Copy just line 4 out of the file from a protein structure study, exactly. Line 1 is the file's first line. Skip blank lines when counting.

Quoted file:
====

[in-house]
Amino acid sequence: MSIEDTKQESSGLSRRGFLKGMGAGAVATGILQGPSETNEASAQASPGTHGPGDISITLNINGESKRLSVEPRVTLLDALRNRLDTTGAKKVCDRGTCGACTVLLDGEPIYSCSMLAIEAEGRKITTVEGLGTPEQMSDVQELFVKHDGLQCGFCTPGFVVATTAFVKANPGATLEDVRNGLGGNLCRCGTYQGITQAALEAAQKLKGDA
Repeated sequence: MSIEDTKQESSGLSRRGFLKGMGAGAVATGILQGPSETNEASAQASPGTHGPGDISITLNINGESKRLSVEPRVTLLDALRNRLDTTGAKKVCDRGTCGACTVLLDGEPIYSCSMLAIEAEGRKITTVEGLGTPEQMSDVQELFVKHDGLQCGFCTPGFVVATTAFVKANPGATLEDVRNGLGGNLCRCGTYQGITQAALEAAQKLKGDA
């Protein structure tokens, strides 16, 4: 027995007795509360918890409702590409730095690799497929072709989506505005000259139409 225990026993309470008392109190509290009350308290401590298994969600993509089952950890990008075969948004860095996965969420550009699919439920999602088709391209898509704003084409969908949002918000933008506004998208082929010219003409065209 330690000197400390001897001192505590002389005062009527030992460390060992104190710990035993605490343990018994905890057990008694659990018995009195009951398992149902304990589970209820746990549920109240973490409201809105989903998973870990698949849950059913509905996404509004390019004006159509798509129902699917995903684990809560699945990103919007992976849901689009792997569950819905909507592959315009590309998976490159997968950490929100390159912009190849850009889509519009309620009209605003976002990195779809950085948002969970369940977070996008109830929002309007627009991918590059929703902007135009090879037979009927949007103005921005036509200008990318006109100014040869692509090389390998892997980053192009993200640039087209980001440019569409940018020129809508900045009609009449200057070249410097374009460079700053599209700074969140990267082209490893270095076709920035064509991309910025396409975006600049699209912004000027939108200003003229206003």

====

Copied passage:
């Protein structure tokens, strides 16, 4: 027995007795509360918890409702590409730095690799497929072709989506505005000259139409 225990026993309470008392109190509290009350308290401590298994969600993509089952950890990008075969948004860095996965969420550009699919439920999602088709391209898509704003084409969908949002918000933008506004998208082929010219003409065209 330690000197400390001897001192505590002389005062009527030992460390060992104190710990035993605490343990018994905890057990008694659990018995009195009951398992149902304990589970209820746990549920109240973490409201809105989903998973870990698949849950059913509905996404509004390019004006159509798509129902699917995903684990809560699945990103919007992976849901689009792997569950819905909507592959315009590309998976490159997968950490929100390159912009190849850009889509519009309620009209605003976002990195779809950085948002969970369940977070996008109830929002309007627009991918590059929703902007135009090879037979009927949007103005921005036509200008990318006109100014040869692509090389390998892997980053192009993200640039087209980001440019569409940018020129809508900045009609009449200057070249410097374009460079700053599209700074969140990267082209490893270095076709920035064509991309910025396409975006600049699209912004000027939108200003003229206003």